Top Tips For Facing Your Fear

What a wild time to be alive, friends! I hope you’re prioritizing your own health and well-being. There’s so much stress and vitriol in the world, and if we let it consume us, it really will.

I read this quote this week and it really resonated with me. It can be really helpful to stop and articulate, with words (out loud or in writing, or even with imagery) how we’re feeling and what we’re fearing. Putting a name to it can make it easier to face. 

Here are some of the things I’m fearing right now: 

  • I won’t build my business to the level I dream about
  • I won’t be able to visit family and friends for a long time
  • I won’t be able to attend my friend’s wedding
  • I won’t be able to safely share my views & background and be my authentic self under our next administration
  • I’m not doing enough to help the causes I care about
  • My BIPOC and LGBTQIAA+ friends and those with disabilities (basically anyone that isn’t a white male, TBH) won’t be safe in the near future

Putting it down makes it clear that that’s a lot to navigate! No wonder I feel stressed sometimes, despite my healthy habits. 

Here are some of the things I’m pursuing to clear my fears: 

  • Daily work on my business & accountability checks with my mastermind & mentors
  • Weekly calls and video calls with friends and family, plus emails and text check-ins
  • Daily and weekly work to encourage voting, educate those around me and assist anyone with questions
  • Supporting the causes I care about, financially and with my time and energy

It’s so, so important to not only articulate what’s on our minds, but, when we’re in the right headspace, make a plan with concrete steps to feel better. If we’re feeling scared of the unknown, what’s one thing that’s within our control that we can make progress on? If we’re frightened that x might happen, what’s one step we can take that will listen the blow if it comes true?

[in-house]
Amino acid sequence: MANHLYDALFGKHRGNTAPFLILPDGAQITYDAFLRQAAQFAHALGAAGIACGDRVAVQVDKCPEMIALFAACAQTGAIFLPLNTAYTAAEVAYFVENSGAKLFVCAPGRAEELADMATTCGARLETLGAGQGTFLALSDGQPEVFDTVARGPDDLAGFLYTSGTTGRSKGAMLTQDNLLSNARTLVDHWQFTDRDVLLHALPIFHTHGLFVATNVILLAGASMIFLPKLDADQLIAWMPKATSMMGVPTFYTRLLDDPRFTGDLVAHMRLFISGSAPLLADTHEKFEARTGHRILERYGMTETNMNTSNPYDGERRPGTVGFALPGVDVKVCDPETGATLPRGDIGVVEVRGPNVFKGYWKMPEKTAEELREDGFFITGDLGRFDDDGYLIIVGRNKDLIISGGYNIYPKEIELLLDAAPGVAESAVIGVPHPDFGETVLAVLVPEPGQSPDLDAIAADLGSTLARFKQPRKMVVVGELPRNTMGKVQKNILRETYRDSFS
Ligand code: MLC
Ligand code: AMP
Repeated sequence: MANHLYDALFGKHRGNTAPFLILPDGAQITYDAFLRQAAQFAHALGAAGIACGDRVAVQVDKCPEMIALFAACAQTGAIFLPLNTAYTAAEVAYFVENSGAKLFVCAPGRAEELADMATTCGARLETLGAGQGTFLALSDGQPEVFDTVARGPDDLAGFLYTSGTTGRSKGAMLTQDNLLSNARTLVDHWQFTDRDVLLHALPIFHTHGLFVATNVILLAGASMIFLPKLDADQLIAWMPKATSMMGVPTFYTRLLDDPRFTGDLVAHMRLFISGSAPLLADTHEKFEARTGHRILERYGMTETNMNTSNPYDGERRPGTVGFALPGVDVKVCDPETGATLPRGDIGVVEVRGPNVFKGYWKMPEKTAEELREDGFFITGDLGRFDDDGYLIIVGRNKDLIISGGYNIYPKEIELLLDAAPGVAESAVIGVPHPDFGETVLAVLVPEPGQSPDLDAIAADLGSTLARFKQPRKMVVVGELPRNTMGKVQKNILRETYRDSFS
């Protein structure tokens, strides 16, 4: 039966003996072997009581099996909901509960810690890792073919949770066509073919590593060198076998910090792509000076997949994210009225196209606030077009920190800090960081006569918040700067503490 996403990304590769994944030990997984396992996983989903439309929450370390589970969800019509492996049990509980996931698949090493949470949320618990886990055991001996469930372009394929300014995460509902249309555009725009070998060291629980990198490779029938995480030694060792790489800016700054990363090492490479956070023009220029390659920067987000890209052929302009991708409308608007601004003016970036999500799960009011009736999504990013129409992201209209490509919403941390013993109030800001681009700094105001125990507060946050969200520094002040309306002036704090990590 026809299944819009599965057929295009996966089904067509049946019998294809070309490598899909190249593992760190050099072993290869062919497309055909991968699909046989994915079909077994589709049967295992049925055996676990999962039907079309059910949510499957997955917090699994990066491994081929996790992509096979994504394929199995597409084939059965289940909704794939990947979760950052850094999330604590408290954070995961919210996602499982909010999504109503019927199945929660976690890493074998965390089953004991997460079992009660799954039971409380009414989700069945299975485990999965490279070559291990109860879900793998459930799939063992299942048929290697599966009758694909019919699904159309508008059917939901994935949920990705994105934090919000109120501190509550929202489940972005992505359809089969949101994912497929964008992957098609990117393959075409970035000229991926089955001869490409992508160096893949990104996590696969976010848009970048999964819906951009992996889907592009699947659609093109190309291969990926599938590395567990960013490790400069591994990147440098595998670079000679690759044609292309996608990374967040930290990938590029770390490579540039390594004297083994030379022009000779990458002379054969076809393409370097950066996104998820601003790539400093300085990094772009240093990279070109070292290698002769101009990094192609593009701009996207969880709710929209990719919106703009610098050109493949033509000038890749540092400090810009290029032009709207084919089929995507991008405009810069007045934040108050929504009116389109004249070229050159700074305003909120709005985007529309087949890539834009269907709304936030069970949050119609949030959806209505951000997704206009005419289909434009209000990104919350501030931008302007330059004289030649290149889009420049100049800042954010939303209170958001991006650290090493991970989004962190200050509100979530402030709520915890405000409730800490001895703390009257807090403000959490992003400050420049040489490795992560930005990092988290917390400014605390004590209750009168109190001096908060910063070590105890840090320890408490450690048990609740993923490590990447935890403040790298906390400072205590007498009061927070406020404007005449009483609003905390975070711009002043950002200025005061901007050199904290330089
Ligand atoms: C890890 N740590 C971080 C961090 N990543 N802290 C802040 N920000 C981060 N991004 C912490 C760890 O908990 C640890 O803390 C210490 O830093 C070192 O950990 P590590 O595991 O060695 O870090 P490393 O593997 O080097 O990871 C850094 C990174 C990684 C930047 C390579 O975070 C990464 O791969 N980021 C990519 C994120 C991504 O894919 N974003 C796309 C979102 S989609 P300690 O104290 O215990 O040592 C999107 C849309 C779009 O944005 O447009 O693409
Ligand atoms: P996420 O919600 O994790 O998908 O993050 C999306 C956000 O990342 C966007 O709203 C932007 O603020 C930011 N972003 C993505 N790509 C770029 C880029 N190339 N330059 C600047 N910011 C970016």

For instance, if we’re afraid that a wildfire could burn our house down, we should pack an emergency bag & create a plan. 

If we’re afraid of the outcome of an election, we should vote and encourage our friends to do the same, and lend our support to the causes and people we care about if we’re able to do so. 

We can’t eliminate the possibility of the things we fear, in many cases, but we can eliminate the fear by tackling it head on with the pursuit of new things, as Susie Moore says. Taking concrete steps feels good, mentally, physically, and emotionally. 

Can you relate to any of these? What is one thing you can do today to face your fear?

Your Personal Invitation from Ross and Jamie!

If you’re reading this, you’re probably interested in at least one of the following:

a) Creating the life of your dreams

b) Traveling across the U.S.

c) Following the adventures of Ross and Jamie

So if any of those are true, we think you’ll want to reserve your spot at the free Make Money and RV Virtual Summit on October 1-5th!

Ross and I were honored to be asked to be a part of the summit (we’re in incredible company), and we know there’s tons of value for you here if you make a little time for it!

We get asked all the time how we make money on the road, and while we’re happy to coach you through what worked for us, wouldn’t it be even better for you to hear from dozens of RVers crafting their own dream lives, on their own terms?